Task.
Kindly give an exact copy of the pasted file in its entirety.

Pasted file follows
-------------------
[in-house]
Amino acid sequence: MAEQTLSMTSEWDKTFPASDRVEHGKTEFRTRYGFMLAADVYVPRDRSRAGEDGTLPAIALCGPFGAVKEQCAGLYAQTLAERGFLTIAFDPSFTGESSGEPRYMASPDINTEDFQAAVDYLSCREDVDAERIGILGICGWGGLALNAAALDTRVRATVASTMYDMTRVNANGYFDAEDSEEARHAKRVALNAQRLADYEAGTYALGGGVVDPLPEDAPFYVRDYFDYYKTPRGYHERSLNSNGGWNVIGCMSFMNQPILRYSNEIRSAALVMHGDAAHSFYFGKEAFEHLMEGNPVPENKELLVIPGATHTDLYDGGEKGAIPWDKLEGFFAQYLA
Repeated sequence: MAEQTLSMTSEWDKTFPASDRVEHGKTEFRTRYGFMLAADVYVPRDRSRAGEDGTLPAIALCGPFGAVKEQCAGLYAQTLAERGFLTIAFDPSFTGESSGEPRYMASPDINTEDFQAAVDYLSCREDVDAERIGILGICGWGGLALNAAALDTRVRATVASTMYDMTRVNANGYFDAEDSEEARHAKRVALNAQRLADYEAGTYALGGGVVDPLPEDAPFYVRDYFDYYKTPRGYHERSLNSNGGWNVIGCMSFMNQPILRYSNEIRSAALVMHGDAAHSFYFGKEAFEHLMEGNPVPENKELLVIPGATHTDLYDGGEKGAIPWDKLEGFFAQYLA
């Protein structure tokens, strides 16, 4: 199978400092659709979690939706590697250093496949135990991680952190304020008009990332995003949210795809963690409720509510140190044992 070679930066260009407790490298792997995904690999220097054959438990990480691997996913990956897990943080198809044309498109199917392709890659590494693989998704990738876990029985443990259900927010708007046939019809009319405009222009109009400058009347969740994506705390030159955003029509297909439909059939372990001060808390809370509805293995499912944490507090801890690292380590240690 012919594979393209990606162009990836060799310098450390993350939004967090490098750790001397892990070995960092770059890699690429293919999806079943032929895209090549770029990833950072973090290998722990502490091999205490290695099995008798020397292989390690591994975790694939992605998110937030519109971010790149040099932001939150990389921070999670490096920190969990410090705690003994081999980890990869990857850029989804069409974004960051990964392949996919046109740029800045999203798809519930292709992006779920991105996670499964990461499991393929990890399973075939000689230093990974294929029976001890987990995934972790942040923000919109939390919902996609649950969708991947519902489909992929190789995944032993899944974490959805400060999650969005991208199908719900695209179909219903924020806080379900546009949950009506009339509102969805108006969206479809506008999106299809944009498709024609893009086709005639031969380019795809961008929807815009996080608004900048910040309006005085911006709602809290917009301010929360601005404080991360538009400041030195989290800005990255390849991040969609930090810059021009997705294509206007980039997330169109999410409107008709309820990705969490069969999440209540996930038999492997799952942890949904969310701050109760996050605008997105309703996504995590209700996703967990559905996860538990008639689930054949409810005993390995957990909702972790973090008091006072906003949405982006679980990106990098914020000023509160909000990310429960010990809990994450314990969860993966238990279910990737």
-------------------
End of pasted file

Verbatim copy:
[in-house]
Amino acid sequence: MAEQTLSMTSEWDKTFPASDRVEHGKTEFRTRYGFMLAADVYVPRDRSRAGEDGTLPAIALCGPFGAVKEQCAGLYAQTLAERGFLTIAFDPSFTGESSGEPRYMASPDINTEDFQAAVDYLSCREDVDAERIGILGICGWGGLALNAAALDTRVRATVASTMYDMTRVNANGYFDAEDSEEARHAKRVALNAQRLADYEAGTYALGGGVVDPLPEDAPFYVRDYFDYYKTPRGYHERSLNSNGGWNVIGCMSFMNQPILRYSNEIRSAALVMHGDAAHSFYFGKEAFEHLMEGNPVPENKELLVIPGATHTDLYDGGEKGAIPWDKLEGFFAQYLA
Repeated sequence: MAEQTLSMTSEWDKTFPASDRVEHGKTEFRTRYGFMLAADVYVPRDRSRAGEDGTLPAIALCGPFGAVKEQCAGLYAQTLAERGFLTIAFDPSFTGESSGEPRYMASPDINTEDFQAAVDYLSCREDVDAERIGILGICGWGGLALNAAALDTRVRATVASTMYDMTRVNANGYFDAEDSEEARHAKRVALNAQRLADYEAGTYALGGGVVDPLPEDAPFYVRDYFDYYKTPRGYHERSLNSNGGWNVIGCMSFMNQPILRYSNEIRSAALVMHGDAAHSFYFGKEAFEHLMEGNPVPENKELLVIPGATHTDLYDGGEKGAIPWDKLEGFFAQYLA
């Protein structure tokens, strides 16, 4: 199978400092659709979690939706590697250093496949135990991680952190304020008009990332995003949210795809963690409720509510140190044992 070679930066260009407790490298792997995904690999220097054959438990990480691997996913990956897990943080198809044309498109199917392709890659590494693989998704990738876990029985443990259900927010708007046939019809009319405009222009109009400058009347969740994506705390030159955003029509297909439909059939372990001060808390809370509805293995499912944490507090801890690292380590240690 012919594979393209990606162009990836060799310098450390993350939004967090490098750790001397892990070995960092770059890699690429293919999806079943032929895209090549770029990833950072973090290998722990502490091999205490290695099995008798020397292989390690591994975790694939992605998110937030519109971010790149040099932001939150990389921070999670490096920190969990410090705690003994081999980890990869990857850029989804069409974004960051990964392949996919046109740029800045999203798809519930292709992006779920991105996670499964990461499991393929990890399973075939000689230093990974294929029976001890987990995934972790942040923000919109939390919902996609649950969708991947519902489909992929190789995944032993899944974490959805400060999650969005991208199908719900695209179909219903924020806080379900546009949950009506009339509102969805108006969206479809506008999106299809944009498709024609893009086709005639031969380019795809961008929807815009996080608004900048910040309006005085911006709602809290917009301010929360601005404080991360538009400041030195989290800005990255390849991040969609930090810059021009997705294509206007980039997330169109999410409107008709309820990705969490069969999440209540996930038999492997799952942890949904969310701050109760996050605008997105309703996504995590209700996703967990559905996860538990008639689930054949409810005993390995957990909702972790973090008091006072906003949405982006679980990106990098914020000023509160909000990310429960010990809990994450314990969860993966238990279910990737």